But, of course, changing the law would not be a silver bullet. Governments also need the means to hold energy market institutions to account to implement decarbonisation. And both governments and energy market institutions need the expertise to do implementation well.

Professor Mazzucato calls out the current practice of outsourcing to consultancy firms (KPMG, EY, BCG, McKinsey, etc) and their expensive “parasitic relationship” with government. The state needs muscle and much greater capacity, including in public private partnerships, to serve the public interest. Otherwise, it’s at risk of being captured by the expertise in consultancy firms, and the public is liable to pay through the nose for advice that should be able to be provided in-house. The depletion of the Commonwealth public service is such that if you were to start tomorrow, it would take a decade to build back up the expertise we have lost.

State electricity commissions, formerly the heart of energy planning and operations, were large institutions with the capacity to take on large numbers of young graduates and train them as energy specialists. Of course, there was the risk of sweetheart deals with unions such that public bodies could be bloated, with excessive and/or overpaid workforces. But now we have consultancies that make large profits (and political donations) instead. Mazzucato writes that we need to “reinvest resources into structures that foster knowledge creation, learning and creativity inside the civil service. It is impossible to co-create value without this”.

Perhaps in 2022 we can legislate for emissions reduction

She also highlights digital and data as areas where governments need dedicated expertise. This also resonates with the NEM’s shortcomings for consumers. For example, it won’t be until the end of 2022 that household consumers will be able to access their own data from the big three retailers. Without data access, it is hard for third party providers to optimise consumers’ electricity generation, storage and use behind-the-meter. This will be further exacerbated as Australian households switch to electric vehicles. National advocacy body Energy Consumers Australia is keenly aware of this issue, but progress has been negligible.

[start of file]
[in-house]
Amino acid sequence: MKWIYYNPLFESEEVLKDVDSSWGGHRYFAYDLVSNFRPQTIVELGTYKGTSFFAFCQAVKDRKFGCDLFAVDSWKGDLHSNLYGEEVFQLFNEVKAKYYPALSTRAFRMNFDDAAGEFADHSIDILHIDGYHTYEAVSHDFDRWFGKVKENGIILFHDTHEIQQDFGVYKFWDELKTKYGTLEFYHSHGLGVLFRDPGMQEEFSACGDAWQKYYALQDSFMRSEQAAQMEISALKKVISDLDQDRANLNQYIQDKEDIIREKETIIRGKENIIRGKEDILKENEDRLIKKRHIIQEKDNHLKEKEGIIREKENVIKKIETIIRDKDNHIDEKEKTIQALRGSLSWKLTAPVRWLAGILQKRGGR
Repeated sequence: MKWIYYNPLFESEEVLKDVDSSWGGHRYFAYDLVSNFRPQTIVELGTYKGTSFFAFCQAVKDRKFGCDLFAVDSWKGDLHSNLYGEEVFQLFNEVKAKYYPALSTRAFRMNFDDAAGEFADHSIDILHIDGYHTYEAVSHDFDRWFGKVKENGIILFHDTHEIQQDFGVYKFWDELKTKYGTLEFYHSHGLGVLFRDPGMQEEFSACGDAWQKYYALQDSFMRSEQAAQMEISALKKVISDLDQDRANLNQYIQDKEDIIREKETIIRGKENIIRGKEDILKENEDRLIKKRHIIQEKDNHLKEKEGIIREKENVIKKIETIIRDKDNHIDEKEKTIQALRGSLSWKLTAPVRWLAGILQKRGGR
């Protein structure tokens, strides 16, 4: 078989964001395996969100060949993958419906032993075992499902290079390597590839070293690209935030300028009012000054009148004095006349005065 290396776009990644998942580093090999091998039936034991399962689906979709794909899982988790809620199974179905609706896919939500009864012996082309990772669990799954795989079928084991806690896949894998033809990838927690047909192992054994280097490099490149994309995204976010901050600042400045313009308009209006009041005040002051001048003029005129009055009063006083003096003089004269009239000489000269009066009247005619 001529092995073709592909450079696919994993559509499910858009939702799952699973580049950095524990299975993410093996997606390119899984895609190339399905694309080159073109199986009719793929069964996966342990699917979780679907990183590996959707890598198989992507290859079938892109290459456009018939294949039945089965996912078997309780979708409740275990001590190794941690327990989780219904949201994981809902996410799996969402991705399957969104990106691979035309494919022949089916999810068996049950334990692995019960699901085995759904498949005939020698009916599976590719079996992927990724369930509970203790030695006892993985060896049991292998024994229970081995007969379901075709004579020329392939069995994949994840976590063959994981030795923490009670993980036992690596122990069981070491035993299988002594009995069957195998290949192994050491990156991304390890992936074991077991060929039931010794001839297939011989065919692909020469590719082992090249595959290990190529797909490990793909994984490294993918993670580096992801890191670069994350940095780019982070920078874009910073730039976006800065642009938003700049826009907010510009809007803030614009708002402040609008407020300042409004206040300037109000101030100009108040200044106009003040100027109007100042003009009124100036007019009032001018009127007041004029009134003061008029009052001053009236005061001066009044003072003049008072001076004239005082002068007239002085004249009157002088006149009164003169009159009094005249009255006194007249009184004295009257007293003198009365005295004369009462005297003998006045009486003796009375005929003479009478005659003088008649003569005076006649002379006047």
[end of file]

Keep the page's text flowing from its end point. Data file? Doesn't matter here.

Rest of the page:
There are a multitude of challenges to create the vision and implementation apparatus to enable rapid decarbonisation in the NEM. Some argue we should leave it all to the states, but we still have the handbrake of the current Federal Government.

Perhaps in 2022 we can legislate for emissions reduction, but this is only a starting point. The Institute for Energy Economics and Financial Analysis (IEEFA) will this year be developing research and analysis that aligns with mission-orientated energy policy. We welcome discussion on how to reform the NEM to enable rapid decarbonisation.

By Dr Gabrielle Kuiper, DER Specialist and IEEFA guest contributor

This commentary first appeared in Renew Economy.

Related articles:

IEEFA: Australian government emissions projections show 44% of coal capacity will close by 2030

IEEFA: Australia’s climate policies could push New South Wales into a debt spiral

IEEFA Australia: Ahead on solar, woefully behind on distributed energy resource standards

IEEFA Australia: There’s a better way to manage coal closures than paying to delay them

Gabrielle Kuiper

Dr Gabrielle Kuiper is a distributed energy resources (DER) specialist and guest contributor. She analyses and writes about rooftop solar, batteries and electric vehicles, smart appliances and all of the exciting developments happening behind-the-meter and in distribution networks.

She has more than 20 years’ experience in the corporate world, government and non-government organisations and academia, working in a range of organisations from the Public Interest Advocacy Centre (PIAC) to the Office of the Australian Prime Minister.